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Cell Biology and Cancer
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How a Proto-oncogene Becomes an Oncogene How a Proto-oncogene Becomes an Oncogene
A depiction of some types of mutations that can occur to turn a proto-oncogene into an oncogene.
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p53ís Role in the Cell p53's Role in the Cell
Shows various roles that p53 plays in the cell to protect the genome of the organism.
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Telomeres Telomeres
Shows the concept of how the ends of chromosomes, the telomeres, shorten each time the cell divides.
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The Cell Cycle: Cyclins and Checkpoints The Cell Cycle: Cyclins and Checkpoints
A depiction of the cell cycle and role that cyclins play in the process; this animation also shows the role of checkpoints in regulating the cell cycle.
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The Signal Transduction Pathway The Signal Transduction Pathway
A depiction of the signal transduction pathway that is involved with the growth process of the cell.
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Human chromosomes with the telomere tips stained. The telomeres are protective ends of the chromosomes that get shorter each time a chromosome is replicated.
Harold Bishop and Harold VarmusHarold Bishop and Harold Varmus
Michael Bishop, PhD, and Harold Varmus, PhD. They received the Nobel Prize in 1989 for their discovery that normal cells contain genes capable of becoming cancer genes.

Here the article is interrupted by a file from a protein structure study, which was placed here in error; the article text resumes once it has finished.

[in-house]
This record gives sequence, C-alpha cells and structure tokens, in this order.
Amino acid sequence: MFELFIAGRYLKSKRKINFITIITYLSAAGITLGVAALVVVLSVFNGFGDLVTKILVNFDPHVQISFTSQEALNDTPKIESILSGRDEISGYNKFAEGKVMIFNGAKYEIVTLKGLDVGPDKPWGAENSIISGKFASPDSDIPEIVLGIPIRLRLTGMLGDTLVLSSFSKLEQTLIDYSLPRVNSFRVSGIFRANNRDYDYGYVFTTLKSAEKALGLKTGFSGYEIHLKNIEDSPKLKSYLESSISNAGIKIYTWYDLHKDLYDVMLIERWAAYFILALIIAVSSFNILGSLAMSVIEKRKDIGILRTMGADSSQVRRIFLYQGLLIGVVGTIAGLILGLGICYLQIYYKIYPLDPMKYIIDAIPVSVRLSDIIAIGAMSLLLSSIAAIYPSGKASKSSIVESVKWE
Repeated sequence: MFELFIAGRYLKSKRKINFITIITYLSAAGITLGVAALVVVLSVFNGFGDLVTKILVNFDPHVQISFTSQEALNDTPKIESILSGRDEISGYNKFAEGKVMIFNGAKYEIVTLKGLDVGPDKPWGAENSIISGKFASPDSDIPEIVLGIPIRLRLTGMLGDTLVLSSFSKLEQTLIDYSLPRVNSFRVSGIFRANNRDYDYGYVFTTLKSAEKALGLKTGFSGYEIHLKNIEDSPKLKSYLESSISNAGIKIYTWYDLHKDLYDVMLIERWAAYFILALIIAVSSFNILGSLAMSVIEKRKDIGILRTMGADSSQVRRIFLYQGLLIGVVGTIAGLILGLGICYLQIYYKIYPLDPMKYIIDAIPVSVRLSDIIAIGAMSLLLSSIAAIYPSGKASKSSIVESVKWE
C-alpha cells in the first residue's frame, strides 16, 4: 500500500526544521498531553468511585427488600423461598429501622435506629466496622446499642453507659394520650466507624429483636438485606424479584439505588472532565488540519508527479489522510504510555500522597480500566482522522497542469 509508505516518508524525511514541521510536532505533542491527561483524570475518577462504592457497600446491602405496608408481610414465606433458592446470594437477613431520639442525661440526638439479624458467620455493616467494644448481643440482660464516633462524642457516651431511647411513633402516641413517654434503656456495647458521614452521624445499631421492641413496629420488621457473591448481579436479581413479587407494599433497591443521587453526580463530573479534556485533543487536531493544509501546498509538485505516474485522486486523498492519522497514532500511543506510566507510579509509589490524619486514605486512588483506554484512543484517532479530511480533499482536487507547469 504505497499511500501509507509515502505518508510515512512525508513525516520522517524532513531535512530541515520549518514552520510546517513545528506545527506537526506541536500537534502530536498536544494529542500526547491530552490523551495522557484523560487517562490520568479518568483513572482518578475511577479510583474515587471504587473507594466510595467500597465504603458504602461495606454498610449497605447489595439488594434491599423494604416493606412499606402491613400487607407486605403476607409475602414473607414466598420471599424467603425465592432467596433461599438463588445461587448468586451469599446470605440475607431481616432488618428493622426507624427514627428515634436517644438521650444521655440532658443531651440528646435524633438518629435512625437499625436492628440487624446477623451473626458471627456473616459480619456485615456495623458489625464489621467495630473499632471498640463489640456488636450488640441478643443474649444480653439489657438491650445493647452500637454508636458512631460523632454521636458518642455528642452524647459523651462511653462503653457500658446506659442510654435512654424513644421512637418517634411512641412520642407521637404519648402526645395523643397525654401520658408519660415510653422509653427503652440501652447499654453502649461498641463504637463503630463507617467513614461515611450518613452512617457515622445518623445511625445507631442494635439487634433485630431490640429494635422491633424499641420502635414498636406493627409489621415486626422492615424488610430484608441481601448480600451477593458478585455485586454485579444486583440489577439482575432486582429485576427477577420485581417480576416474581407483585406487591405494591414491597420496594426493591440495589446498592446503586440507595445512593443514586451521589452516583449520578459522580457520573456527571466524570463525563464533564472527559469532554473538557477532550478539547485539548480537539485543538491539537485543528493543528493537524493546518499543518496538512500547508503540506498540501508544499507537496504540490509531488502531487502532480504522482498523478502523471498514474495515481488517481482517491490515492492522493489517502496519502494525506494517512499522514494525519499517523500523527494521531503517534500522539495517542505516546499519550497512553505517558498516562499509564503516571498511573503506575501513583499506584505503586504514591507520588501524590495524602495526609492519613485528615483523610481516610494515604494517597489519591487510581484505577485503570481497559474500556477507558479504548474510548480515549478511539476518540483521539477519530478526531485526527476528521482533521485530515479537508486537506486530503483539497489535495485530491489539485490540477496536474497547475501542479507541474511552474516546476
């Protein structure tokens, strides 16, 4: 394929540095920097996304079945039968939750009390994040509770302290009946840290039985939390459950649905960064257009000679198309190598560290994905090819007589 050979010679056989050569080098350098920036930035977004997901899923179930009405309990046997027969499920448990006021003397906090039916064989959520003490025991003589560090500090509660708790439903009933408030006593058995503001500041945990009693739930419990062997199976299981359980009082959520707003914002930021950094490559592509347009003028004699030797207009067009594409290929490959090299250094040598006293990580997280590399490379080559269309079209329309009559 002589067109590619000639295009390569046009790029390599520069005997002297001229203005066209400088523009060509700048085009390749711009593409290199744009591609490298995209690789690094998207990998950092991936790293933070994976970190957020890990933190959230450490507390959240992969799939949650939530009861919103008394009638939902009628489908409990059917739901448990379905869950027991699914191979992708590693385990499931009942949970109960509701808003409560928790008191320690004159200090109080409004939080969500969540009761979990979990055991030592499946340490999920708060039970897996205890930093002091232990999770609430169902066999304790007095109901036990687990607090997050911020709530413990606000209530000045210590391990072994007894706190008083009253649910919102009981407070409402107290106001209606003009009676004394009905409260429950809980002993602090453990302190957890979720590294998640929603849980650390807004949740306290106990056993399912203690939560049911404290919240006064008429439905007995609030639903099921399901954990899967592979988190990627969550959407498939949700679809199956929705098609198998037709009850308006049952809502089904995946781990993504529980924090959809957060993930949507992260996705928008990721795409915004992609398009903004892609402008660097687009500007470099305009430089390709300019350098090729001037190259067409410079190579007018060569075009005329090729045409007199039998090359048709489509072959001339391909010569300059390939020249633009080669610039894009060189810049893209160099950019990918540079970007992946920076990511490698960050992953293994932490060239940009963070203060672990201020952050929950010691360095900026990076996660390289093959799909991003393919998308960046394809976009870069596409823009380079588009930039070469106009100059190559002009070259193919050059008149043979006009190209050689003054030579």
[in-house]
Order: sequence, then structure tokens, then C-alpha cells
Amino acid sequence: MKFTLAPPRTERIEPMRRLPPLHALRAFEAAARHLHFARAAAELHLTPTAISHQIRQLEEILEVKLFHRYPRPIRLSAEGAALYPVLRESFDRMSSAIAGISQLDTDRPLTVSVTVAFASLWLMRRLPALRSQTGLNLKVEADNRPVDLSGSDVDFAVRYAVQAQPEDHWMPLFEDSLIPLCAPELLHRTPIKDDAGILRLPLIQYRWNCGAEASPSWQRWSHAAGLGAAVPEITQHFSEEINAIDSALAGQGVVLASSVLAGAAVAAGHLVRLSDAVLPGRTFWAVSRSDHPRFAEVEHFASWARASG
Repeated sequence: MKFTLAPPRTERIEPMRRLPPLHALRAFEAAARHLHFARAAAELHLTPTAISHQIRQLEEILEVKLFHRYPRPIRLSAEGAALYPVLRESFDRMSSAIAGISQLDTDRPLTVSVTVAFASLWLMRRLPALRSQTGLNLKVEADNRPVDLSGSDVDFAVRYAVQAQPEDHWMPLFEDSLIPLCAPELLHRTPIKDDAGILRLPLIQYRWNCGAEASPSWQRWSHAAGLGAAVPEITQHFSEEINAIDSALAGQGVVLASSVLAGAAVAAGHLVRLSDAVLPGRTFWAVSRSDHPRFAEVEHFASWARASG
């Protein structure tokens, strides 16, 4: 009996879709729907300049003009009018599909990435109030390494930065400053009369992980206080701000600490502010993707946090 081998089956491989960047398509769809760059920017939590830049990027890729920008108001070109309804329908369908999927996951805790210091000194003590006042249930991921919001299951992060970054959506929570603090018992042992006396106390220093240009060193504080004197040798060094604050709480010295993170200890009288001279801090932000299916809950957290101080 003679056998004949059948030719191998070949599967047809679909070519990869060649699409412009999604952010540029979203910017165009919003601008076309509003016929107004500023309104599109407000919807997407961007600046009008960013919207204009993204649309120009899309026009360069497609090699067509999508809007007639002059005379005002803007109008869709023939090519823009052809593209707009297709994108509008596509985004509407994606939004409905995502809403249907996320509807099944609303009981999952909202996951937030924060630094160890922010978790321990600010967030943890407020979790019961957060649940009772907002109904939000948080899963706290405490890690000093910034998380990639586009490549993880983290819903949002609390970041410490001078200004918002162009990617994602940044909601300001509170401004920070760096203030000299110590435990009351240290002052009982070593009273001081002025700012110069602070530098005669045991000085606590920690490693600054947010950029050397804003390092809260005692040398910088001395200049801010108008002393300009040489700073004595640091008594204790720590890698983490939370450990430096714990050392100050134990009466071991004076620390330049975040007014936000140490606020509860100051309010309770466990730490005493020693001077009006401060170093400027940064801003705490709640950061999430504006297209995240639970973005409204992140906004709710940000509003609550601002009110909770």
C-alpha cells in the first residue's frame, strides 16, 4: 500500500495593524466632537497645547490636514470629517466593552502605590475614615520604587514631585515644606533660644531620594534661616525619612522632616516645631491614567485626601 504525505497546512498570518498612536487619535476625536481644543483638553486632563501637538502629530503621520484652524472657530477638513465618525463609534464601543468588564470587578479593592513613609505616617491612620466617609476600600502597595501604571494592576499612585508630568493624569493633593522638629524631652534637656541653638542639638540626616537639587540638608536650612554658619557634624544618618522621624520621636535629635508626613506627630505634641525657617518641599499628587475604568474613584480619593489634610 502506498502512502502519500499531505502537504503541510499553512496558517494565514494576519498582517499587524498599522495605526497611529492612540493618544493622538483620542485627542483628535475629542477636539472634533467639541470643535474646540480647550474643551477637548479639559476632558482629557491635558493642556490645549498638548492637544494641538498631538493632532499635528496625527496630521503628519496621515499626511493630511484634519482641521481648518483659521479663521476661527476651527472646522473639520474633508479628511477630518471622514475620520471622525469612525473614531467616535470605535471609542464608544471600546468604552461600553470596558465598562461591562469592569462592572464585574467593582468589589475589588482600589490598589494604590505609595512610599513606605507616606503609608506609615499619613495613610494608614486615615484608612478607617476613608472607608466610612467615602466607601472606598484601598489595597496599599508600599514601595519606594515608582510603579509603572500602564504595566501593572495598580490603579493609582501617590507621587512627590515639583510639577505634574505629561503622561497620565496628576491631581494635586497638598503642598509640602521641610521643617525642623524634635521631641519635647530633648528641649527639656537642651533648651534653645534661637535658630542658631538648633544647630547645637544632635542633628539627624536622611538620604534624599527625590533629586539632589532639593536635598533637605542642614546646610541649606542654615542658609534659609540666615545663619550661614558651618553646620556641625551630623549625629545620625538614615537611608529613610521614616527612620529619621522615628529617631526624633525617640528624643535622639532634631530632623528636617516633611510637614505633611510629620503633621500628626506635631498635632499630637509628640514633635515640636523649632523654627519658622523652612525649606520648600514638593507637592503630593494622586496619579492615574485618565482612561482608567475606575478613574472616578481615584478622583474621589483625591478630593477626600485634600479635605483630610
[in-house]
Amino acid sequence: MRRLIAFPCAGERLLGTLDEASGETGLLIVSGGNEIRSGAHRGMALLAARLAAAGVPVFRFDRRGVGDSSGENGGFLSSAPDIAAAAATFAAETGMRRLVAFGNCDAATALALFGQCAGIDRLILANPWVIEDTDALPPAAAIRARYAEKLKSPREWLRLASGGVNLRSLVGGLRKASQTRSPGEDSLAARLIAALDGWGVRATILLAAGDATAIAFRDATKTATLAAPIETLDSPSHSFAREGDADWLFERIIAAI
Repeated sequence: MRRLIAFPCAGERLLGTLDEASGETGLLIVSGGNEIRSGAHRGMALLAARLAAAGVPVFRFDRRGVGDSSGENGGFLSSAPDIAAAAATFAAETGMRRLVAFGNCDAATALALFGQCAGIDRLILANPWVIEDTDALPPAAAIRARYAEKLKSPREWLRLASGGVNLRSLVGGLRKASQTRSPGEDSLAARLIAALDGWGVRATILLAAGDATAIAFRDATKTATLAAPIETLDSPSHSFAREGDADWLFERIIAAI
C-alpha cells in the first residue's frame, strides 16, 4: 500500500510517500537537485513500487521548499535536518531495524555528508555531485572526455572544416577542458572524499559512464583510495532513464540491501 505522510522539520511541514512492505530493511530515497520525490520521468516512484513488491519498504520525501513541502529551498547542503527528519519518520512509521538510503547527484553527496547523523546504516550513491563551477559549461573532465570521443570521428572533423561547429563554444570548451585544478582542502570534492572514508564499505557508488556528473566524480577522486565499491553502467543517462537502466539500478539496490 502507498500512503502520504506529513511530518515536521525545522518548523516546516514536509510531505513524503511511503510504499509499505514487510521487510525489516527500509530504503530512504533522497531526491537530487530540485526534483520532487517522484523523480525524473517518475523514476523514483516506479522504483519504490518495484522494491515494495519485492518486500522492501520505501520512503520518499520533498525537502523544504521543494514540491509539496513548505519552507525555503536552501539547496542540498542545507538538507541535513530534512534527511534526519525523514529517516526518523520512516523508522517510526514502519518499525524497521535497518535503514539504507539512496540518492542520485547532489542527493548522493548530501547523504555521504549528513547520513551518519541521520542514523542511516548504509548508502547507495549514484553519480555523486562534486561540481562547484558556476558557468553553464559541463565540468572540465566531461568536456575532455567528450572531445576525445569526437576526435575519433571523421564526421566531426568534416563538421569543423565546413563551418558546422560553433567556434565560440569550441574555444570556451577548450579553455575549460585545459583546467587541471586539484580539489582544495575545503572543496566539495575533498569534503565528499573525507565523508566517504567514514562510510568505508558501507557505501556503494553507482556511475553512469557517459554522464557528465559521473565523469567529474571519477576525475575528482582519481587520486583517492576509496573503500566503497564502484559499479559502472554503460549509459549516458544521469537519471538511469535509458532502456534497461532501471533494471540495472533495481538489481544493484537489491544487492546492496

Ras proteinRas protein
The model structure of the proto-oncogene ras. Ras plays an important role in the signal transduction pathway that is involved with cell growth. Mutations in ras have been implicated in many cancers.
Breast cancer cellsBreast cancer cells
A micrograph of breast cancer cells
Signal transduction pathwaySignal transduction pathway
A signal (in this example, a growth factor) binds to a tyrosine kinase receptor on the outside of the cell. This activates the membrane protein (through the addition of phosphate groups), which in turn activates proteins in the cytoplasm such as kinases. Several other proteins may be involved in the cascade, ultimately activating one or more transcription factors. The activated transcription factors enter the nucleus, where they stimulate the expression of the genes that are under the control of that factor. This is an example of the RAS pathway, which results in cell division.
The cell cycleThe cell cycle
The cell cycle is an ordered process of events that occurs in four stages. During the two gap phases, G1 and G2, the cell is actively metabolizing but not dividing. In S (synthesis) phase, the chromosomes duplicate as a result of DNA replication. During the M (mitosis) phase the chromosomes separate in the nucleus and the division of the cytoplasm (cytokinesis) occurs. There are checkpoints in the cycle at the end of G1 and G2 that can prevent the cell form entering the S or M phases of the cycle. Cells that are not in the process of dividing are in the G0 stage, which includes most adult cells.
Some genes associated with cancer Some genes associated with cancer
Some drugs used in the treatment of cancer Some drugs used in the treatment of cancer
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